Lori Rivera wears Multiple Personality Disorder well in sizzling “Smoke”
Humans are multi-faceted creatures, ruled by diverse and often contradictory impulses. Each of us has a sweet side and a cruel side, a brave face and a cowardly face, a capacity for smoothness and sophistication as well as for clumsiness and gullibility.
As the star of the one-woman cabaret “Smoke,” local vocalist Lori Rivera is a living portrait of humanity’s composite nature. Throughout the show, she rapidly switches back and forth between two different characters: a passionate but somewhat guileless woman named Celeste, and a sensual older woman named Francesca, who mentors Celeste in the ways of love.
“We each have the part of us that wants to believe in love and possibilities and wants to greet every day fresh, and then there’s a part of us, for those of us who have lived long enough, that is a little jaded, a little manipulative,” observes Rivera, a former member of the San Francisco vocal group The Bobs. “The story of ‘Smoke’ is really about bringing those two into balance and finding where they can both survive in one body.”
When playing the role of Francesca, Rivera adopts an Eastern European accent and uses such props as a scarf, cigarette and fortune-telling cards. Also helping the audience differentiate between the two characters is the music itself: The tunes sung by the character of Francesca, all of which feature the clarinet, have a Middle Eastern flavor and are generally in lower keys than the jazzier, more upbeat tunes sung by Celeste, putting Rivera’s voice into a deeper register that lends itself to a darker, more exotic coloration.
Joe Ortiz, composer of all music and lyrics featured in the show, notes that in the early stages of writing the songs for “Smoke,” melodies that he calls “gypsy circus tunes” began to bubble up from his imagination. “I don’t know where it came from—probably a former life,” he muses. As the show evolved, this emerging musical personality became the character of Francesca.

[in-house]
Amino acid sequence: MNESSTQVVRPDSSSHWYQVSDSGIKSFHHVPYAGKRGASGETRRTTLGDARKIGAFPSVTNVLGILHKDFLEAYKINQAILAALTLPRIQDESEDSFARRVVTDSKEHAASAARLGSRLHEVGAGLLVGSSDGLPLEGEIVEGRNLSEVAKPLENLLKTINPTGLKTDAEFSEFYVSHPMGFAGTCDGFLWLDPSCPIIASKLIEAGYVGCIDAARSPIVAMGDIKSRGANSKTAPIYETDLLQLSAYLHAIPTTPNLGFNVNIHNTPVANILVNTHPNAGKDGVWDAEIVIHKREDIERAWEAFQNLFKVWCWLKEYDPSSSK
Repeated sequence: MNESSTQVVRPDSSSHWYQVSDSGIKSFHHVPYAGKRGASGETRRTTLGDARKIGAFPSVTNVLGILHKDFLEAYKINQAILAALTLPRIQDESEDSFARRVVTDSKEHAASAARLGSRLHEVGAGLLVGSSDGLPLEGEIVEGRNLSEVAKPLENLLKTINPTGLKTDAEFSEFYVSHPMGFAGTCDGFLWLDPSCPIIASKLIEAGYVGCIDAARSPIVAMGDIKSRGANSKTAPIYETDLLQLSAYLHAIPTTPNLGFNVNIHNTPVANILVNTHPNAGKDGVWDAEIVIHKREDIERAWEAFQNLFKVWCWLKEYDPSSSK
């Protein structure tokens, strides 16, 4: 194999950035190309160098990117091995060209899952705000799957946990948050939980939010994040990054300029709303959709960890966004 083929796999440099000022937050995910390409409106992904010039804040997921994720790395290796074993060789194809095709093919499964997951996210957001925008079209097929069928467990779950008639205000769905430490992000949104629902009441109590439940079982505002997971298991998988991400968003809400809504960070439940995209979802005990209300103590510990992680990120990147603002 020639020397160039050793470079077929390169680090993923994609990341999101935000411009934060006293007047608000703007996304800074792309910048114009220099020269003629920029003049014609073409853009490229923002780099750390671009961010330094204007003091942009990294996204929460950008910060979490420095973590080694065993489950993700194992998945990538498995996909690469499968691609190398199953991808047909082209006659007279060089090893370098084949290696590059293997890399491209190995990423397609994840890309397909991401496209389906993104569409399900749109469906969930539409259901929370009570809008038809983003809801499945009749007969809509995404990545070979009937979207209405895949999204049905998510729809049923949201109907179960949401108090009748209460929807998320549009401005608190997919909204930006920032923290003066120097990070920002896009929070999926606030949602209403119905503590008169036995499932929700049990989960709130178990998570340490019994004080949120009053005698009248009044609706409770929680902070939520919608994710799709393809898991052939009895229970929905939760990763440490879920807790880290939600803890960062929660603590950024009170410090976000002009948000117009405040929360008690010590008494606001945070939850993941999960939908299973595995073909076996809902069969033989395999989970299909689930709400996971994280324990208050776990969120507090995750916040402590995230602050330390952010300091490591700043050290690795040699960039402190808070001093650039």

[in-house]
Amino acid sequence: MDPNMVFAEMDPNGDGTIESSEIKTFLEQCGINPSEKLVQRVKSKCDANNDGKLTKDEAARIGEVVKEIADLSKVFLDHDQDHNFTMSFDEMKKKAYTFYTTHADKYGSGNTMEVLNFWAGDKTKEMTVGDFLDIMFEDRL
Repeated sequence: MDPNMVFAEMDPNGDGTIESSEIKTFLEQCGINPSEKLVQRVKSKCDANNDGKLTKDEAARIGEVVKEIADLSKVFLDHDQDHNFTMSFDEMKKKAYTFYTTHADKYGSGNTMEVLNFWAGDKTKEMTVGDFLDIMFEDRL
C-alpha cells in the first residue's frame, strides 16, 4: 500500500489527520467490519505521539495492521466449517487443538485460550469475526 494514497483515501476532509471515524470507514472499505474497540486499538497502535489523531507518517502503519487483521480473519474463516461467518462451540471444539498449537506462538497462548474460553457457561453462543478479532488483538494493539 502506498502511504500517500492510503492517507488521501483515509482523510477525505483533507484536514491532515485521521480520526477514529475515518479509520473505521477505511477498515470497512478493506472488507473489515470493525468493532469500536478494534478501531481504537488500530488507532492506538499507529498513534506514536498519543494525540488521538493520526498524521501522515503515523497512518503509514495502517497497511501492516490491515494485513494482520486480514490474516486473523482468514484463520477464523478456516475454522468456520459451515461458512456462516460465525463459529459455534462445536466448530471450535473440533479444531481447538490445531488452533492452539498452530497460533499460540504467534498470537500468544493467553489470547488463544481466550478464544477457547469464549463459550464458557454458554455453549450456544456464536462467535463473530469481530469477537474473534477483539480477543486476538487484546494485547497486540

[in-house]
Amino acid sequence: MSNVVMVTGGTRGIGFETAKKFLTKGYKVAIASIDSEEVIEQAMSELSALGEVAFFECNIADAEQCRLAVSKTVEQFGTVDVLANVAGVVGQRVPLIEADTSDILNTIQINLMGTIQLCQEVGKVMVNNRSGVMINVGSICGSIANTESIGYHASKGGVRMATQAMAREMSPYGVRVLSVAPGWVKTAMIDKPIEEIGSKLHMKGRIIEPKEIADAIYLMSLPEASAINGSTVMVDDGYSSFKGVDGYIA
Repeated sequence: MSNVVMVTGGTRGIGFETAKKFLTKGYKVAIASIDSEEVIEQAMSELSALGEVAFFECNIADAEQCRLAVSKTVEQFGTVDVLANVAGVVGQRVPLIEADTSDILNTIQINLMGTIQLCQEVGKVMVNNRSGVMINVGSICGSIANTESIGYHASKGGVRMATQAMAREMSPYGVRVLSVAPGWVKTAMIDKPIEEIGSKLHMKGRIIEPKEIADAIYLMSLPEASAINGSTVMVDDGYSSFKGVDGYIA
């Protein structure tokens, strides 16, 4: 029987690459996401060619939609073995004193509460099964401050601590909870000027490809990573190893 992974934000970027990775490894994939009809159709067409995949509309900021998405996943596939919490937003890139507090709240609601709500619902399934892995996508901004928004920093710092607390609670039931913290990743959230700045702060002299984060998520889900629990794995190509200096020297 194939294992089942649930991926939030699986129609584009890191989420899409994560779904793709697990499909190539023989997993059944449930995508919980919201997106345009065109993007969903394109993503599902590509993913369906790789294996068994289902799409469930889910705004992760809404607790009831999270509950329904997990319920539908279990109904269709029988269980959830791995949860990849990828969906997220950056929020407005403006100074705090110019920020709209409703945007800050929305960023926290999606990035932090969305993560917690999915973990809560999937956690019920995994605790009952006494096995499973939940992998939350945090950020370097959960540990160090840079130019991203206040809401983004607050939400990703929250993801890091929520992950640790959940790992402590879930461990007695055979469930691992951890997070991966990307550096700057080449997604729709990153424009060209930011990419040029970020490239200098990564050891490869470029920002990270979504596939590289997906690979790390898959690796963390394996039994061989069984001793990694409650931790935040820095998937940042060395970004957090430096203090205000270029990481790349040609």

In contrast to the worldly, exotic Francesca, the character of Celeste exudes an innocence that Rivera envies. “She has a real naivete that I don’t really have anymore: a sense of possibility and wonder, and a youthful approach to things,” the singer notes wistfully.
Interestingly, Smoke was originally a two-woman show, with Juni Bucher playing the younger, more impressionable of the two women, and Rivera playing the more mature mentor figure. The production has also gone through an incarnation as a three-person play that included a male character. It wasn’t until the beginning of this year that Ortiz called Rivera to ask if she thought she could handle the task of performing the entire show herself. “It seemed really challenging and really intriguing, and those are two of my favorite things,” Rivera says.
Ortiz, also the co-owner of Gayle’s Bakery in Capitola, has been working with Rivera since the late ’90s, when the two collaborated in Ortiz’s musical “Bread.” “Lori is so egoless, very willing to try things,” he comments. “We were changing things right up till a couple of weeks before we opened [with “Smoke”], and coming from her background as a jazz singer and being able to improvise has really helped her in this process and made my life easier.”
After a highly successful performance by Rivera in a concert titled A Universal Worship in Song, which took place at First Congregational Church this past August, Ortiz speculated that Rivera, a deeply spiritual person, might decide to quit performing in bars and devote herself to singing exclusively in churches and at spiritual events. Rivera recalls, “Joe was really adorable: He called me and said, ‘Listen, if you just want to sing spiritual music, I totally understand, and I’ll release you from “Smoke.”’ I was like, ‘How is this [cabaret] not spiritual? If one couple who would not ordinarily have made love that night goes home and because of what we’ve done onstage, they go home and make love, I consider it an amazing victory.’ That’s the coolest thing: People connecting.”
“Smoke” has indeed aroused extra-friendly feelings in many of its viewers. “There’s this point in the show almost every single time when you start to see people rubbin’ up against each other, and that’s when you know it’s working,” Rivera notes playfully.
Directed by Greg Fritsch and woven into a narrative by playwright Kathryn Chetkovich, the show, which has been performed at such venues as Carmel’s Carl Cherry Theatre, Capitola Village’s Cava Wine Bar, Capitola’s Paradise Beach Grille and Martuni’s Piano Bar in San Francisco, comes to The Kuumbwa on Friday, Sept. 25. Rivera’s husband, David Jackman of Chocolate, serves as guest chef for the occasion. Accompanying Rivera are drummer Steve Robertson, accordionist Art Alm, bassist Bill Bosch, horn player Brad Hecht and pianist Marshall Otwell. According to Ortiz, there’s an exceptional level of communication between Rivera and Otwell, the latter of whom has also played with Carmen McRae and Ernestine Anderson. “They hardly even have to talk to one another; they both know what one another are thinking,” he says. “It’s just magic to see it happen—so effortless. Two pros!”
Friday’s presentation will be a stimulating study in the many-sided nature of humans, sexuality and love. As Ortiz puts it, “‘Smoke’ is about exploring erotic desires and also our spiritual desires about connection with people. In a way, that’s what Lori does: You can be lusty and spiritual at the same time.”
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